Re: [tcpm] WG Last Call for ICMP Attacks

"Anantha Ramaiah (ananth)" <> Wed, 09 September 2009 15:56 UTC

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Date: Wed, 09 Sep 2009 08:57:09 -0700
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Thread-Topic: [tcpm] WG Last Call for ICMP Attacks
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From: "Anantha Ramaiah (ananth)" <>
To: Joe Touch <touch@ISI.EDU>, "Carlos Pignataro (cpignata)" <>
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Cc: "Smith, Donald" <>, tcpm Extensions WG <>, David Borman <>, Fernando Gont <>
Subject: Re: [tcpm] WG Last Call for ICMP Attacks
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Jumping in to this thread since I had mentioned it many times earlier
that delayed ICMP's causing issues for seq # check is impractical today.
On the client side validation we can have the following scenarios :-

#1 - ICMP comes in and doesn't match the current segments (or in some
implementations packets) sitting in the retransmission queue, thus the
ICMP is silently dropped. No harm.
#2 - ICMP arrives and it matches the sequence #, this is the usual case.
No harm if false positives are handled correctly.

The cause for concern is the case where the ICMP packet gets delayed for
a long time and the sequence number has wrapped around and the seq # no.
exactly falls in the window of packets sitting in the retransmit queue.
This cam happen only when the data is sent at a very fast rate and such
cases extra checks are necessary. OTOH, if the ICMP packet seq#  falls
outiside (> SNDNXT) in such cases this is for something not yet sent,
discard it. No harm

IMO, this is not an issue at all, these false positives can be handled
with appropriate checks in the code.

Joe has brought this up multiple # of times and I don't really see this
as an issue. The merits of this seq# check far outweigh the de-merits,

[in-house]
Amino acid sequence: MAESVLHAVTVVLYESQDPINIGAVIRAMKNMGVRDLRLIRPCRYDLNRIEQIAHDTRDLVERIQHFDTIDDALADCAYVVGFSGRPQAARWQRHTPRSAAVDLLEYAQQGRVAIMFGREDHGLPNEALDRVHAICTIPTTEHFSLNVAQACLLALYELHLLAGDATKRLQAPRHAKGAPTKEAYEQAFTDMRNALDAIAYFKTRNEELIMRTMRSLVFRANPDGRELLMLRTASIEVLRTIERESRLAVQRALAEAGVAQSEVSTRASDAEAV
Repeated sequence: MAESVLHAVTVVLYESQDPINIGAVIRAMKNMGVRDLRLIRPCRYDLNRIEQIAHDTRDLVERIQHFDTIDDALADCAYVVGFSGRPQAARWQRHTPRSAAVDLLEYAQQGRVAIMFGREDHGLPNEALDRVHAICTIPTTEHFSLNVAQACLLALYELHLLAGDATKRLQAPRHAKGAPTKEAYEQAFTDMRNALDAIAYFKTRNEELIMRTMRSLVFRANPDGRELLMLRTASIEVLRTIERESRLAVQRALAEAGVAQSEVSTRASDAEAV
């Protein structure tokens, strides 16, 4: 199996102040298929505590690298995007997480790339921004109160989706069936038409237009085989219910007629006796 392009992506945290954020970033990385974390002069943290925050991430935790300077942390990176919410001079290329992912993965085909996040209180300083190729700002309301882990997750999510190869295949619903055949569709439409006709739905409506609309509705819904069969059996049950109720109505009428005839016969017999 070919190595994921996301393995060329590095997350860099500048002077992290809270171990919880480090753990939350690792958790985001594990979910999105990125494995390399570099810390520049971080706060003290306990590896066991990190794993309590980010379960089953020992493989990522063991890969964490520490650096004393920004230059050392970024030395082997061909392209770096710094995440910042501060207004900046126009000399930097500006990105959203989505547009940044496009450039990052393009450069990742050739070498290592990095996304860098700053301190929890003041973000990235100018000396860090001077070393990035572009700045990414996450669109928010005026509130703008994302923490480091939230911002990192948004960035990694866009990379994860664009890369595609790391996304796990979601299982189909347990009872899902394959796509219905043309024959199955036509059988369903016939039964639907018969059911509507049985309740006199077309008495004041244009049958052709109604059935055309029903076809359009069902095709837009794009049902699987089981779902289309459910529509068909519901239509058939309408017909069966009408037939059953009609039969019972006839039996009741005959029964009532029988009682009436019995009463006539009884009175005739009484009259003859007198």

if any. If you have extendeded ICMP support then we could check more to
get even more robustness. (example if timestmaps are available one could
make use of it) We have been using the seq# check in our boxes for quite
some time (Fernando's draft mentions many other popular OS'es using this
method) So, far they have been no issues in the field. 

My proposal would be to add some text to what Joe is concerned about,
highlight the fact that it is mostly theoritical and hence should not be
a concern. If needed some quantification can be done, but I really don't
see the point. 

Just my few bits...


> -----Original Message-----
> From: [] On 
> Behalf Of Joe Touch
> Sent: Wednesday, September 09, 2009 8:21 AM
> To: Carlos Pignataro (cpignata)
> Cc: Smith, Donald; 'tcpm Extensions WG'; 'David Borman'; Fernando Gont
> Subject: Re: [tcpm] WG Last Call for ICMP Attacks
> Hash: SHA1
> Carlos Pignataro wrote:
> ...
> >> It's OK to qualify it with "this is unlikely", but IMO it 
> needs to be 
> >> discussed with more than a single word in a single paragraph.
> > 
> > I think that "this is unlikely" or "this is highly unlikely" would 
> > still be understating the probability (I am curious to see any 
> > experienced example of ICMP being delayed minutes). Redundancy 
> > architectures of routers typically cover the planned 
> upgrade (or even 
> > unexpected reload) scenarios you presented.
> > 
> > Perhaps a separate sentence in that paragraph before the 
> "Thus, " with 
> > some variation of "rate-limiting can delay ICMPs, and some other 
> > highly unlikely theoretical scenarios can compound the delay"?
> You can't rely on something that isn't required. The fact 
> that current implementations, in current operation, don't do 
> this isn't relevant.
> Consider the proposal to resend 'the last packets seen' after 
> a link outage, to 'tickle' TCP into waking up. That proposal 
> was considered inappropriate because the router would hold 
> the packet too long to satisfy requirements. However, if 
> someone were to propose to hold ICMPs and issue them later, 
> that would be *compliant*.
> Protocols aren't just about what happens to work today; 
> they're about what you can expect to work tomorrow too. 
> Anything that examines the contents of an ICMP needs to 
> appreciate that those contents do NOT have to obey timeliness 
> requirements - notably of the protocol being conveyed as 
> payload. You need to explain what happens when your 
> assumptions are wrong not because they're often wrong today, 
> but because you cannot know whether they'll be wrong tomorrow.
> Joe
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